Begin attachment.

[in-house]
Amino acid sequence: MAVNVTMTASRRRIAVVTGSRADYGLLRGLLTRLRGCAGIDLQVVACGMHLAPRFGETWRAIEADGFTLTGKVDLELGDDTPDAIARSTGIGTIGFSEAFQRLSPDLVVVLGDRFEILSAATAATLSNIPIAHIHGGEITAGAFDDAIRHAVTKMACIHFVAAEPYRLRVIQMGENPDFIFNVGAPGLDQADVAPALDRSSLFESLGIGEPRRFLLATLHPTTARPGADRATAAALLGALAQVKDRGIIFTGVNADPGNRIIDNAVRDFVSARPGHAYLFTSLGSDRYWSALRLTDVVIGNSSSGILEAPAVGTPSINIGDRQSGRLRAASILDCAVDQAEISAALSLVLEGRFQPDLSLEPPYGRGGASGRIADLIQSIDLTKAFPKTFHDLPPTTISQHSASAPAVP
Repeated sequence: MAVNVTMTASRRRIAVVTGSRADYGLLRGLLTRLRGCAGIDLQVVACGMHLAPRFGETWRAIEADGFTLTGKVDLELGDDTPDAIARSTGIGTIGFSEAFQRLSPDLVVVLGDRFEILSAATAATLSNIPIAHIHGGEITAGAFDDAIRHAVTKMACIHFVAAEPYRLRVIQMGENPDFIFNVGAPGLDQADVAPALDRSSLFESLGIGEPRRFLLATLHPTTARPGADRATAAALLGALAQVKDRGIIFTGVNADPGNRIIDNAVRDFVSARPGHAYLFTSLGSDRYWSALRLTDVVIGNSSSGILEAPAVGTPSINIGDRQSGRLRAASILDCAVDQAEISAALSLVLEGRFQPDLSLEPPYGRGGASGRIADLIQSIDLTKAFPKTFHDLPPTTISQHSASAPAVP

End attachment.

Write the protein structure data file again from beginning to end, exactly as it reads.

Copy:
[in-house]
Amino acid sequence: MAVNVTMTASRRRIAVVTGSRADYGLLRGLLTRLRGCAGIDLQVVACGMHLAPRFGETWRAIEADGFTLTGKVDLELGDDTPDAIARSTGIGTIGFSEAFQRLSPDLVVVLGDRFEILSAATAATLSNIPIAHIHGGEITAGAFDDAIRHAVTKMACIHFVAAEPYRLRVIQMGENPDFIFNVGAPGLDQADVAPALDRSSLFESLGIGEPRRFLLATLHPTTARPGADRATAAALLGALAQVKDRGIIFTGVNADPGNRIIDNAVRDFVSARPGHAYLFTSLGSDRYWSALRLTDVVIGNSSSGILEAPAVGTPSINIGDRQSGRLRAASILDCAVDQAEISAALSLVLEGRFQPDLSLEPPYGRGGASGRIADLIQSIDLTKAFPKTFHDLPPTTISQHSASAPAVP
Repeated sequence: MAVNVTMTASRRRIAVVTGSRADYGLLRGLLTRLRGCAGIDLQVVACGMHLAPRFGETWRAIEADGFTLTGKVDLELGDDTPDAIARSTGIGTIGFSEAFQRLSPDLVVVLGDRFEILSAATAATLSNIPIAHIHGGEITAGAFDDAIRHAVTKMACIHFVAAEPYRLRVIQMGENPDFIFNVGAPGLDQADVAPALDRSSLFESLGIGEPRRFLLATLHPTTARPGADRATAAALLGALAQVKDRGIIFTGVNADPGNRIIDNAVRDFVSARPGHAYLFTSLGSDRYWSALRLTDVVIGNSSSGILEAPAVGTPSINIGDRQSGRLRAASILDCAVDQAEISAALSLVLEGRFQPDLSLEPPYGRGGASGRIADLIQSIDLTKAFPKTFHDLPPTTISQHSASAPAVP